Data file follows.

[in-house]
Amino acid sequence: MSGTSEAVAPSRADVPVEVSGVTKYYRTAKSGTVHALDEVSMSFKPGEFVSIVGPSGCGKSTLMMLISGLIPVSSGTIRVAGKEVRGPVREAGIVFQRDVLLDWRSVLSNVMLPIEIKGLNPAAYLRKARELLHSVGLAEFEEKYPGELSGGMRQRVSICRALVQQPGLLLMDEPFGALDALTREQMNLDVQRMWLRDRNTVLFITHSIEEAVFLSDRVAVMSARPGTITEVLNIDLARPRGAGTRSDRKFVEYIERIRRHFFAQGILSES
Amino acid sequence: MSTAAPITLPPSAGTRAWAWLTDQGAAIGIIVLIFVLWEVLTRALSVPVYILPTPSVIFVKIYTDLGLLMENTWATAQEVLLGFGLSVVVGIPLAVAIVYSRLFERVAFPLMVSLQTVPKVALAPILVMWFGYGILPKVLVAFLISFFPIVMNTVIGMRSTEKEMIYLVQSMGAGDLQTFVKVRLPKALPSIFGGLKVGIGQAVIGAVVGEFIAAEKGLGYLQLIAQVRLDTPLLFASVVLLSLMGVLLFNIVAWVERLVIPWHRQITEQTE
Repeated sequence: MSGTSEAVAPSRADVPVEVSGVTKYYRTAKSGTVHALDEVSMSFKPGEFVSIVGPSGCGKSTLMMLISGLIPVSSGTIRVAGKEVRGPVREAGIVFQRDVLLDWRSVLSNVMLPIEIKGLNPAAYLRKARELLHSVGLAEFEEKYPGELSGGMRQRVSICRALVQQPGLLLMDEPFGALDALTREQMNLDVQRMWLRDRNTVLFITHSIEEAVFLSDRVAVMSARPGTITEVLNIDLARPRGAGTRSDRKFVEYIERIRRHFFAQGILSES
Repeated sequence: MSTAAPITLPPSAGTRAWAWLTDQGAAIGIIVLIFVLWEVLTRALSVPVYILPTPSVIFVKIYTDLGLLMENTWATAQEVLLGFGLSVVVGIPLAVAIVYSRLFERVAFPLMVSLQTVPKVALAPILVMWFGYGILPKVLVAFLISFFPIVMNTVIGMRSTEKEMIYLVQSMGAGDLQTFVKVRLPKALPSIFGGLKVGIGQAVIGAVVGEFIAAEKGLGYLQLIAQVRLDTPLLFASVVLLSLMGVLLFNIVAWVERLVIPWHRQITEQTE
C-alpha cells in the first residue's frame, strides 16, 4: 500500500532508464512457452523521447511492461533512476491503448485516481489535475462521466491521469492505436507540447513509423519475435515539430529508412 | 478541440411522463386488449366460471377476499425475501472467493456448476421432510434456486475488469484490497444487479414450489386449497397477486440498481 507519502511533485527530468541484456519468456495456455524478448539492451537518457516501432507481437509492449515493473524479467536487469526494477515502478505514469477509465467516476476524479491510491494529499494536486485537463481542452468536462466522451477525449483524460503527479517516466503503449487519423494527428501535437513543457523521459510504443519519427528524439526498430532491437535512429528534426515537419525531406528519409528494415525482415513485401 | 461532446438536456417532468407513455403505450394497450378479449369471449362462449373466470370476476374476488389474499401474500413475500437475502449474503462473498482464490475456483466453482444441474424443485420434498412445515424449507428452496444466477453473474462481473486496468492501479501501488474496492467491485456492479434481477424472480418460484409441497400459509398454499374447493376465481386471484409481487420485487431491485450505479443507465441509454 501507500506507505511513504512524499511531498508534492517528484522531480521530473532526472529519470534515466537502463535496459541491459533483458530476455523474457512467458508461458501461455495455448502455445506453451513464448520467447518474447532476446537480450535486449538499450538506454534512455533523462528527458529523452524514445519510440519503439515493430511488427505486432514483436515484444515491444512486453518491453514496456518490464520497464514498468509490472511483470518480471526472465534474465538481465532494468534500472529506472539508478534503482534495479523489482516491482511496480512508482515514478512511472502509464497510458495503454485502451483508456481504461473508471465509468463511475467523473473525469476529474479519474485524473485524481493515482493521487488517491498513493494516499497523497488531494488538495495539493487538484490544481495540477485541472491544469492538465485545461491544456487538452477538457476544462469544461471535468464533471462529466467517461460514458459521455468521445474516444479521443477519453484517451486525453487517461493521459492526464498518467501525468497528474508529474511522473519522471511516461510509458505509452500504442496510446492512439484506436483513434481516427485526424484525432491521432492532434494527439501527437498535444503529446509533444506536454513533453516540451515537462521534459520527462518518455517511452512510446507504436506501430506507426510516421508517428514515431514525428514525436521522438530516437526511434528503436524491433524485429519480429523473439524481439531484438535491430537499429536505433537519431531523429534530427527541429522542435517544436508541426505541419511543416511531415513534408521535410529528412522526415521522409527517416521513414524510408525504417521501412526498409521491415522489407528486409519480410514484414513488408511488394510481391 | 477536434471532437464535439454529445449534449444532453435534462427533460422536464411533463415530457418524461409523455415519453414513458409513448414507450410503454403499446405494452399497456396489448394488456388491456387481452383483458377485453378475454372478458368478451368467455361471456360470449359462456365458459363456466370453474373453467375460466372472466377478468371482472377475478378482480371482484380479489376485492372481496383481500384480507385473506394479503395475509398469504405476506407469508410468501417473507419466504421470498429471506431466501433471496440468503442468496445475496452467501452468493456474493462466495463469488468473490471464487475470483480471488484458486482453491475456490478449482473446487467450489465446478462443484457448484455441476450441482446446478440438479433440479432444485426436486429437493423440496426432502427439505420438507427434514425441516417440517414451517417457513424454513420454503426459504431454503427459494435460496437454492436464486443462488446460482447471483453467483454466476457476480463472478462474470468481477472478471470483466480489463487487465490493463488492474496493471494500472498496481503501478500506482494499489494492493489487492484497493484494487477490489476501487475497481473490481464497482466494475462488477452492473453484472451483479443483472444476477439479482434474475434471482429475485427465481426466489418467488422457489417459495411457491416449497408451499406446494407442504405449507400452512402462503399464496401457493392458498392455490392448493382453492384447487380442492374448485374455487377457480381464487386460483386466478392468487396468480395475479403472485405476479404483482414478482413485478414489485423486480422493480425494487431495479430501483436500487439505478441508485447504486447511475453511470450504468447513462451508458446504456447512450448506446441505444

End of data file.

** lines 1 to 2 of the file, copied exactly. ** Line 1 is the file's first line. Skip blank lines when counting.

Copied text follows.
[in-house]
Amino acid sequence: MSGTSEAVAPSRADVPVEVSGVTKYYRTAKSGTVHALDEVSMSFKPGEFVSIVGPSGCGKSTLMMLISGLIPVSSGTIRVAGKEVRGPVREAGIVFQRDVLLDWRSVLSNVMLPIEIKGLNPAAYLRKARELLHSVGLAEFEEKYPGELSGGMRQRVSICRALVQQPGLLLMDEPFGALDALTREQMNLDVQRMWLRDRNTVLFITHSIEEAVFLSDRVAVMSARPGTITEVLNIDLARPRGAGTRSDRKFVEYIERIRRHFFAQGILSES